Known for his line drawings of ordinary objects, artist Michael Craig-Martin has brought his distinctive style into paintings, prints and even sculpture (a red wheelbarrow became a crowd favourite at this year’s Frieze Sculpture Park). His solo presentation, ‘Quotidian’ occupies both levels of Alan Cristea Gallery. The Design and Architecture screen-print series juxtapose the furniture designs of Le Corbusier, Frank Lloyd Wright and Mies van der Rohe with their iconic works of architecture, while Then and Now superimposes drawings of older technologies with their contemporary equivalents (e.g. the cassette and Spotify). Don’t miss his new tape drawings, depicting items including a Macbook Air, a Yeezy Boost trainer and a basketball. Hoping to ‘paper the world in original art’, Alan Cristea opened his eponymous gallery in 1995 and is a leading publisher of original contemporary prints and editions. In October 2016 the gallery moved into its current space, designed by Stephen Marshall Architects.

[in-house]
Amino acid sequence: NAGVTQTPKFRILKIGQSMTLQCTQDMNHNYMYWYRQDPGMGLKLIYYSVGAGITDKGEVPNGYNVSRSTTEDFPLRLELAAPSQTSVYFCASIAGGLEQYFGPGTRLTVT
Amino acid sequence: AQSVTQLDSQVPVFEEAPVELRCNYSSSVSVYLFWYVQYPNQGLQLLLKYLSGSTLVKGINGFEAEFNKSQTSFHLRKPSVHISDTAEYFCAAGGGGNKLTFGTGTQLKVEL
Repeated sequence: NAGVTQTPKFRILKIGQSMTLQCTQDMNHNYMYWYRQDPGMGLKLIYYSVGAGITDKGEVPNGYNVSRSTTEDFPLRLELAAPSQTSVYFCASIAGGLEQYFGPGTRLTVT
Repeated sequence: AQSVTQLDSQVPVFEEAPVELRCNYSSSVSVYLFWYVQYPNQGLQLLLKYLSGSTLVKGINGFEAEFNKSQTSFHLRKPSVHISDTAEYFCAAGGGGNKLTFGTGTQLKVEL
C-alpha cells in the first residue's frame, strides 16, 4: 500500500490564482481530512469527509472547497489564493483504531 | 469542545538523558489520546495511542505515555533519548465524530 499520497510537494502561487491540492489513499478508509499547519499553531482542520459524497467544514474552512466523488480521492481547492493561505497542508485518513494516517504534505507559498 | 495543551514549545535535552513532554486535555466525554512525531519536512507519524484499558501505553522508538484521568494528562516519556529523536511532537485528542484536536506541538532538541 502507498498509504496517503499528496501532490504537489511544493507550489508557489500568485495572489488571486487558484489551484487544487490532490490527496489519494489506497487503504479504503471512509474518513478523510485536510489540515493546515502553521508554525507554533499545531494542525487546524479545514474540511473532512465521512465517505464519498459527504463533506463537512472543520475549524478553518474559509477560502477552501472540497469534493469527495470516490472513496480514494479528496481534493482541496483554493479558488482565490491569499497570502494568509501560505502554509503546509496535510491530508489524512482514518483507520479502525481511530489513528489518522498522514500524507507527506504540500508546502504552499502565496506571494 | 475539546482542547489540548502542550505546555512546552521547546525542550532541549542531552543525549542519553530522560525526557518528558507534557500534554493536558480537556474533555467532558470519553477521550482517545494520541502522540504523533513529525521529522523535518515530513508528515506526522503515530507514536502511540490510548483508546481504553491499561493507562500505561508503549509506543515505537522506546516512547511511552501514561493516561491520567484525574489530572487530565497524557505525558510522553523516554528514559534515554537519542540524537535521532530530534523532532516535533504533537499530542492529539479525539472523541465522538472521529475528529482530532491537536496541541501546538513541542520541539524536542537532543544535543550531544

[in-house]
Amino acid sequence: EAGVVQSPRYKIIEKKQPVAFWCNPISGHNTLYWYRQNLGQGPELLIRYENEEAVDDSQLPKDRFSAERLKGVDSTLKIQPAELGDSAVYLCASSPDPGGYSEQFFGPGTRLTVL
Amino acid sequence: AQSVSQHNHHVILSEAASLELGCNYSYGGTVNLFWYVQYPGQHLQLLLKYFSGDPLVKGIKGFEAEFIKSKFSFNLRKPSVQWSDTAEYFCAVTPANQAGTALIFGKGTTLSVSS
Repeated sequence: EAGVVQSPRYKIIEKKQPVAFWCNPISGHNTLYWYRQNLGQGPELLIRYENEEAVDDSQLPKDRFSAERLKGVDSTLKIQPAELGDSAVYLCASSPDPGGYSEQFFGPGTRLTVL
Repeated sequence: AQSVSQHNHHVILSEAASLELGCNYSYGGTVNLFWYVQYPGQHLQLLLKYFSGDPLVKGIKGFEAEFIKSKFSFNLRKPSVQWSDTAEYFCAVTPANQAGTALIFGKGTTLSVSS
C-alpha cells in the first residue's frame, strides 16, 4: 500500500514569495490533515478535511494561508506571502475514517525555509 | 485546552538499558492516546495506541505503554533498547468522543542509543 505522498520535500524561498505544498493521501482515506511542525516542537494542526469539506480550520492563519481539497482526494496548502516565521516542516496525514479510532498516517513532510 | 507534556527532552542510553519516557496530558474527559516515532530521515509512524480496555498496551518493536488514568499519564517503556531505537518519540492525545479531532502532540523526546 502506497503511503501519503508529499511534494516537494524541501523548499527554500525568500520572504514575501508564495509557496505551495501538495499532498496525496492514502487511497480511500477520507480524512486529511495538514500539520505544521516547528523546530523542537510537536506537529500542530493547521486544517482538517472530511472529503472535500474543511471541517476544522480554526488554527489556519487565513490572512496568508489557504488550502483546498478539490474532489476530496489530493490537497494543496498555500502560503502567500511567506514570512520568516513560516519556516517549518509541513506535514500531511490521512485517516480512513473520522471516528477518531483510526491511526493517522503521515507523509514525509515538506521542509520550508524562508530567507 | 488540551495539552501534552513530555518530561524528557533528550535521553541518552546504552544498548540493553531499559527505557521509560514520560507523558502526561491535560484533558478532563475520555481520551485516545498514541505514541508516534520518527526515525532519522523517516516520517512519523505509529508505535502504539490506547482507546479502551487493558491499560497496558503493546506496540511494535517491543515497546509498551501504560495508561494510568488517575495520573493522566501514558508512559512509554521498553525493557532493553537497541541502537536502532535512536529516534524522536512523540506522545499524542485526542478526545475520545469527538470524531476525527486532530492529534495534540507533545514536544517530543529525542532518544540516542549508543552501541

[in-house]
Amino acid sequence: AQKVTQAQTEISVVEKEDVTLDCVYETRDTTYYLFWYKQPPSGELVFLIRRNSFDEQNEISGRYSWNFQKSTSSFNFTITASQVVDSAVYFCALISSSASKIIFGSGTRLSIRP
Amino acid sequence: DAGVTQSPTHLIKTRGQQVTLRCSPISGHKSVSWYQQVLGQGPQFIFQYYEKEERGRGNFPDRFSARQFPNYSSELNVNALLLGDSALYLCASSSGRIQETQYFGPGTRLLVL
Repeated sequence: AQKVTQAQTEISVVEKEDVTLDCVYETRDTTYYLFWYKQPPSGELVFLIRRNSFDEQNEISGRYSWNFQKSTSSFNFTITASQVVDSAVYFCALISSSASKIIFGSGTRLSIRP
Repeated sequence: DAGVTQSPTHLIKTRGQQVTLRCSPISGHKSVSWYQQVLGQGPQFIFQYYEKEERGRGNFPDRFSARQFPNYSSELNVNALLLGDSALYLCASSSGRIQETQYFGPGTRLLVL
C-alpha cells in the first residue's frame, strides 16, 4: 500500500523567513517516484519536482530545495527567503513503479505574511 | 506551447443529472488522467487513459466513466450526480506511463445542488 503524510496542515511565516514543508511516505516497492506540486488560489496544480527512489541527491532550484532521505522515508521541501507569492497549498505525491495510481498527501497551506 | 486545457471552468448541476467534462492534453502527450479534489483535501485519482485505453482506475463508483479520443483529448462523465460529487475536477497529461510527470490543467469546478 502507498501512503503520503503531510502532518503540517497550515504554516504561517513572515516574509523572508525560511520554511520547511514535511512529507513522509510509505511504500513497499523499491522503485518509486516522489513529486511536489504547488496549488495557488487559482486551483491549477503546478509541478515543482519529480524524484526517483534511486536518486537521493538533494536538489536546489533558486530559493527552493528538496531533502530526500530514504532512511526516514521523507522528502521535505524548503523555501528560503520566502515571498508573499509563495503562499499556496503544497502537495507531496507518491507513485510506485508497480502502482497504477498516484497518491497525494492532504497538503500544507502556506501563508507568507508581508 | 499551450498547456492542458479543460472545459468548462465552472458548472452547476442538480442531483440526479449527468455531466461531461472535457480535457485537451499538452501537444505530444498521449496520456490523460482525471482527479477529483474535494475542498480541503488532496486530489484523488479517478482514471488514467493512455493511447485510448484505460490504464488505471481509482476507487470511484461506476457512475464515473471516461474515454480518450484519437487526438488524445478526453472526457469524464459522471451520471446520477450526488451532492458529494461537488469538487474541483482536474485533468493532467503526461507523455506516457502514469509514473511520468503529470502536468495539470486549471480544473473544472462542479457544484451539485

Until 17 November; 43 Pall Mall, London SW1Y 5JG; www.alancristea.com
Institute of Contemporary Arts
The world’s first Institute of Contemporary Arts, founded in 1947 has been undergoing a facelift courtesy of David Kohn Architects – whose ongoing projects include a new photography centre for the V&A and two buildings for the Greenwich Peninsula design district. A new bar and canteen, run by Arnold & Henderson (the brains behind East London cult favourite Rochelle Canteen) opened this month, with a daily changing menu that promises honest, classic cooking. Join us for a drink to conclude the St James’s Art and Design Walk and feel free to meander around the galleries, which are showing film and video works by the New York artist Seth Price.
The Mall, London SW1Y 5AH, UK; www.ica.art